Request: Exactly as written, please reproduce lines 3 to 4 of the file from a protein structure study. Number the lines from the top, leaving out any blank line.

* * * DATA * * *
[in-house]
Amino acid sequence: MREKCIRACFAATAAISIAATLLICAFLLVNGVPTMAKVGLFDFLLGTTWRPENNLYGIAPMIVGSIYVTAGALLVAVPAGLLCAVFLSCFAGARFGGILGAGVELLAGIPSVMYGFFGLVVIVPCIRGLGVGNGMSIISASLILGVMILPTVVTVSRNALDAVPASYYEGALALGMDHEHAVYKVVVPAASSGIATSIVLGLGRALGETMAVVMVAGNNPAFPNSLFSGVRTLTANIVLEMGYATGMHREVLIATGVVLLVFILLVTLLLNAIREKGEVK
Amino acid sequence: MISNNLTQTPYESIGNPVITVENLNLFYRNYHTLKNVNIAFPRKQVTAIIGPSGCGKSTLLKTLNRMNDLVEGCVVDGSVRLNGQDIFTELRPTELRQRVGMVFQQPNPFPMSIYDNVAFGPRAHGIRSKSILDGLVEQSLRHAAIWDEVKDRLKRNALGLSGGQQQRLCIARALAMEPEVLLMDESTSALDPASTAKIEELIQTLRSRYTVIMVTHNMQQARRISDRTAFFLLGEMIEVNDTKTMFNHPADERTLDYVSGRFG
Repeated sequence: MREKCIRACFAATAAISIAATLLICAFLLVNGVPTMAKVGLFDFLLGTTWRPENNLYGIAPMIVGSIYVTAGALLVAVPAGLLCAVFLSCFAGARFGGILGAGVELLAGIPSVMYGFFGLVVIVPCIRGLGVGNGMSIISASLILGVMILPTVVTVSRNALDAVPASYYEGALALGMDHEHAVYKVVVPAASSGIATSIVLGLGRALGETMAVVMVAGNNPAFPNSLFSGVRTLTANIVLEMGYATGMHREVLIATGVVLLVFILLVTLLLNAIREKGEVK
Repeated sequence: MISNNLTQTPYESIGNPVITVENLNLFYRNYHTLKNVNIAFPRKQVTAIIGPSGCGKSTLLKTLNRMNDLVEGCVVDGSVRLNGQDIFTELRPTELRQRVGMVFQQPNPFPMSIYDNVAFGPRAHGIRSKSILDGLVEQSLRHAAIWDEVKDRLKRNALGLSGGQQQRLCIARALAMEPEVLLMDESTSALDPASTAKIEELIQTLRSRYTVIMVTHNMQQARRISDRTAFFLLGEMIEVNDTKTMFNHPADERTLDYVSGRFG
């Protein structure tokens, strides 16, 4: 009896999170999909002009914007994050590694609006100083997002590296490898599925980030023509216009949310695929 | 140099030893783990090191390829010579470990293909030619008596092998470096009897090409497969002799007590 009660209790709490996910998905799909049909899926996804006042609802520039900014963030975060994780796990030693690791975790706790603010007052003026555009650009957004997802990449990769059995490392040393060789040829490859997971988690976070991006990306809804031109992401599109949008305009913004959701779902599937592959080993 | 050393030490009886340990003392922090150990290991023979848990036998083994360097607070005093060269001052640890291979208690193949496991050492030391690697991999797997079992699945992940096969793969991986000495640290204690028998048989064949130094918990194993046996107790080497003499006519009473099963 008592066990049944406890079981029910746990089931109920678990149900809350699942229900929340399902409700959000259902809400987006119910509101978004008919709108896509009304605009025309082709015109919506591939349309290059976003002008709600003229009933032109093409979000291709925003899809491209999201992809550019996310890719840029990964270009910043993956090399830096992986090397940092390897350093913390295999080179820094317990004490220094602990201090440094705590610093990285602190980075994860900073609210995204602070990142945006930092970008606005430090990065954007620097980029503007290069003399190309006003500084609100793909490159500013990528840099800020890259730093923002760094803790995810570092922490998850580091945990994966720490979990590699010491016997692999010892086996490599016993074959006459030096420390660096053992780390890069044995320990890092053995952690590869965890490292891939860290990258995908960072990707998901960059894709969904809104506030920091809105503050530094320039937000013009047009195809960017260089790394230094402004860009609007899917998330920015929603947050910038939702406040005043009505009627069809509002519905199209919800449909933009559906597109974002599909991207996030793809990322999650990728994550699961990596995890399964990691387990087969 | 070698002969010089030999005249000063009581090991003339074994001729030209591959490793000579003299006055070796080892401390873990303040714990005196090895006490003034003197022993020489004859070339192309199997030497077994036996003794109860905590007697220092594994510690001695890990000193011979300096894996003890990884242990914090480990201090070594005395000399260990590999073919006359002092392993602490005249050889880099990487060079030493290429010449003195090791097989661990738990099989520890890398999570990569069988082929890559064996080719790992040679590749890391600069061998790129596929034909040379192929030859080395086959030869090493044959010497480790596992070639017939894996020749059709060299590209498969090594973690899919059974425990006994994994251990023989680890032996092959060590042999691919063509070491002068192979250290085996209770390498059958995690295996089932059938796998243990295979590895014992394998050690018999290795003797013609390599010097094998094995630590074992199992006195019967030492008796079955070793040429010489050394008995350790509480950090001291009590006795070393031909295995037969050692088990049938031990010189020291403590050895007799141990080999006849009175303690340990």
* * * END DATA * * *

Amino acid sequence: MISNNLTQTPYESIGNPVITVENLNLFYRNYHTLKNVNIAFPRKQVTAIIGPSGCGKSTLLKTLNRMNDLVEGCVVDGSVRLNGQDIFTELRPTELRQRVGMVFQQPNPFPMSIYDNVAFGPRAHGIRSKSILDGLVEQSLRHAAIWDEVKDRLKRNALGLSGGQQQRLCIARALAMEPEVLLMDESTSALDPASTAKIEELIQTLRSRYTVIMVTHNMQQARRISDRTAFFLLGEMIEVNDTKTMFNHPADERTLDYVSGRFG
Repeated sequence: MREKCIRACFAATAAISIAATLLICAFLLVNGVPTMAKVGLFDFLLGTTWRPENNLYGIAPMIVGSIYVTAGALLVAVPAGLLCAVFLSCFAGARFGGILGAGVELLAGIPSVMYGFFGLVVIVPCIRGLGVGNGMSIISASLILGVMILPTVVTVSRNALDAVPASYYEGALALGMDHEHAVYKVVVPAASSGIATSIVLGLGRALGETMAVVMVAGNNPAFPNSLFSGVRTLTANIVLEMGYATGMHREVLIATGVVLLVFILLVTLLLNAIREKGEVK